Though he only has one-half sack through two games, Scarlett has certainly made quarterbacks aware of his massive 255-pound frame, leading defensive coordinator Clancy Pendergast to compare his athleticism to a young Willie McGinest.
The challenge this week for Scarlett and his teammates will be resisting the urge to relentlessly attack because Ohio State quarterback Braxton Miller is capable of making them pay.
Miller is the nation's fourth-leading rusher through two games, averaging 151 yards rushing per game. The sophomore has scored on runs of 65 and 37 yards, proving to be the perfect triggerman for new head coach Urban Meyer's spread offense.
"He's athletic and he's fast," Cal head coach Jeff Tedford said of Miller. "He's fairly physical as well. He can cause problems for you."
Cal has already seen the problems a dual-threat quarterback can pose, after being shredded by Cody Fajardo of Nevada in the season opener.
Fajardo had 97 yards on the ground and a touchdown, but the consensus is that Miller, averaging 6.9 yards per carry, is more dangerous because of his superior speed.
"He is the most athletic (quarterback) I've seen," linebacker Robert Mullins said. "(Former Nevada quarterback Colin) Kaepernick is very similar in how dynamic and good on his feet he was."
Too many times against Nevada, the defense lost containment as it was fooled by the option looks the Pistol offers up, most notably on Fajardo's 49-yard touchdown run. That has been a common issue in recent years, be it against non-conference foes or Pac-12 opponents like Oregon and UCLA.
Scarlett says those offenses are set up in such a way that they lure defenders into doing too much.
"You think he's about to hand it off, the running back is about to cut back it looks like into your gap, and you're thinking ‘Oh man, I got to get down there.' You want to get the tackle for loss, but realistically, you'd rather take those could yards than having the quarterback keep it and go for a first down 20 yards," Scarlett said.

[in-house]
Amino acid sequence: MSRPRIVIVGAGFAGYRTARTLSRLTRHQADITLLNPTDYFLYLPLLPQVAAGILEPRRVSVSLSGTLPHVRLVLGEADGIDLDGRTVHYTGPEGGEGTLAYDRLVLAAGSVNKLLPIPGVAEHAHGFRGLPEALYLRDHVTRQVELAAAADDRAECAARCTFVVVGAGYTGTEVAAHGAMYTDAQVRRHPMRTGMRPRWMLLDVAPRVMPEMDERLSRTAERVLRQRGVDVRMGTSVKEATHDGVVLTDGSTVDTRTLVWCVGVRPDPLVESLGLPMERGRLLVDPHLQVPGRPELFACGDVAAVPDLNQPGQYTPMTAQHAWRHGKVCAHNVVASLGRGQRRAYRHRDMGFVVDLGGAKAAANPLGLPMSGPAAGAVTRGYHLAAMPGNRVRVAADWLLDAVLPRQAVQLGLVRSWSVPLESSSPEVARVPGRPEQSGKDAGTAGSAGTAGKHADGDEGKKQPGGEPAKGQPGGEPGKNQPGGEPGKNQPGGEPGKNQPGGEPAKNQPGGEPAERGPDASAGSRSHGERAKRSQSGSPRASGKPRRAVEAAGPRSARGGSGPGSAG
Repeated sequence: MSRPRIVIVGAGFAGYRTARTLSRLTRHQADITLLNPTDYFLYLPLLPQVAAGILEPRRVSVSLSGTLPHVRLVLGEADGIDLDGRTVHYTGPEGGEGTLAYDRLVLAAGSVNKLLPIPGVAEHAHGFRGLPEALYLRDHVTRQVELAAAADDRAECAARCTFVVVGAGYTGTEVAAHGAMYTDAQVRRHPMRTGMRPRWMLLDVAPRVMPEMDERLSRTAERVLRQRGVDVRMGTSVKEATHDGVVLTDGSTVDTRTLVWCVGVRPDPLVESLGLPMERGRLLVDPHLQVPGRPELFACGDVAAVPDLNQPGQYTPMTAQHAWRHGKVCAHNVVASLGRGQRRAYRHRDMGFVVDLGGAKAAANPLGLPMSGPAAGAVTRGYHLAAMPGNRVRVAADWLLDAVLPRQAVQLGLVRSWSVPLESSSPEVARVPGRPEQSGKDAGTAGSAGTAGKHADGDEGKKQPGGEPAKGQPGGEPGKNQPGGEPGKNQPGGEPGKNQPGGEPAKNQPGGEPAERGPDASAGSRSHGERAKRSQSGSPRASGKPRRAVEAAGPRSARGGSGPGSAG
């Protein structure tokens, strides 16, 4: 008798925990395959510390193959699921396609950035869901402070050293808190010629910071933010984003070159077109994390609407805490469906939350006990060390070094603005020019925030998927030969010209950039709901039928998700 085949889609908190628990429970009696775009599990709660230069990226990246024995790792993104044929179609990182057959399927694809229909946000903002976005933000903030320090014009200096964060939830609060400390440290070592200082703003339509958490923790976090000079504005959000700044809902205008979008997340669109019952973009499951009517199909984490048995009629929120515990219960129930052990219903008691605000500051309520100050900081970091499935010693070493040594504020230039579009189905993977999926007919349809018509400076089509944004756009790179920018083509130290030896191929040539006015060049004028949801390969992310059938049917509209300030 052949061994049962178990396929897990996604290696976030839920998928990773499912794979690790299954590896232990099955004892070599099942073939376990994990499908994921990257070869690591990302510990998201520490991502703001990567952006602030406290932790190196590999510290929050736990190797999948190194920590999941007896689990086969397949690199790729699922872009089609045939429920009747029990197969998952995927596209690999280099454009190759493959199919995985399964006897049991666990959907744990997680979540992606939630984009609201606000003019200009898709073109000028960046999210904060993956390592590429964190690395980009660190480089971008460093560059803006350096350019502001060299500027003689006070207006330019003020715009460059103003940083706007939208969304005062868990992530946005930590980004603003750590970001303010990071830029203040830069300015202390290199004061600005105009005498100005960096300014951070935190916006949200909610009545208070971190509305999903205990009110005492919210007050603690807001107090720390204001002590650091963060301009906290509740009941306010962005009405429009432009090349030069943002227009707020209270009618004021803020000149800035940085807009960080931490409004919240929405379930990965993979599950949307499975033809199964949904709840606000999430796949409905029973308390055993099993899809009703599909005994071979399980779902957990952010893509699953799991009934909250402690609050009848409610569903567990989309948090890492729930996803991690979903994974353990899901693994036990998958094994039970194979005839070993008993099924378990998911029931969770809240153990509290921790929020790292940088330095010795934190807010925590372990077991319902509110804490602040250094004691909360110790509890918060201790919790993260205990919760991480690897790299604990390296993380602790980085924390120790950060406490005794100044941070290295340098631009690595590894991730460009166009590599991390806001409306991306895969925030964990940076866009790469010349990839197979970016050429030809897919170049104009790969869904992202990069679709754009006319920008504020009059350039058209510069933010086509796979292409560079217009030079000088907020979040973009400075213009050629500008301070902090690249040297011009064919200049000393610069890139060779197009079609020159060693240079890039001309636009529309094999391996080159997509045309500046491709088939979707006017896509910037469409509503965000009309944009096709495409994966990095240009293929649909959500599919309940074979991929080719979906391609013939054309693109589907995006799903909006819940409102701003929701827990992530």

"That's the hardest part is being patient."
Beyond designed runs, there is also Miller's ability to scramble and extend plays. Those are just as challenging, regardless of what Pendergast calls.
"You can't lose control because at any given moment he may take off to run," Mullins said. "From looking at film, that looks like one of his first priorities is to run. To be a smart defender, you can't jet out of the box on a third and long because he might run the ball."
Said Pendergast: "He can get out on any play, so it doesn't matter if you're being aggressive or if you are playing some kind of zone coverage. He can get out on any play. He can cut back, he can stay front side, he run right up the middle, he can reverse field, he can reverse field and throw it. He can do a lot of different things, so it is very much a read-your-keys-type game."
The scout team offense has been using redshirt freshman running back Darren Ervin to simulate Miller. Ervin played some quarterback in high school and has the necessary speed, but simply can't duplicate how crucial Miller is to Ohio State.
Defensive end Deandre Coleman said, "He's basically team three-fourths of the team." That actually underplays Miller's role, as he is responsible for nearly 70 percent of the total offense yardage and all but four touchdowns.
Redshirt freshman outside linebacker Nathan Broussard, who could play more snaps opposite Scarlett with starter Chris McCain dealing with a shoulder injury, said the trick is to punish Miller and get him thinking instead of playing.
"We definitely have to get him thinking in the beginning that there is always going to be a defender there, and if he pulls it, he's not going to get many yards," Broussard said.
That is easier said that done, a challenge that will demand Broussard, Scarlett and the rest of the Cal defense to be at its absolute best.
Dan Greenspan is the publisher of Cal Sports Digest and writes about the Pac-12 for Fox Sports Next. Follow him on Twitter @DanGreenspan.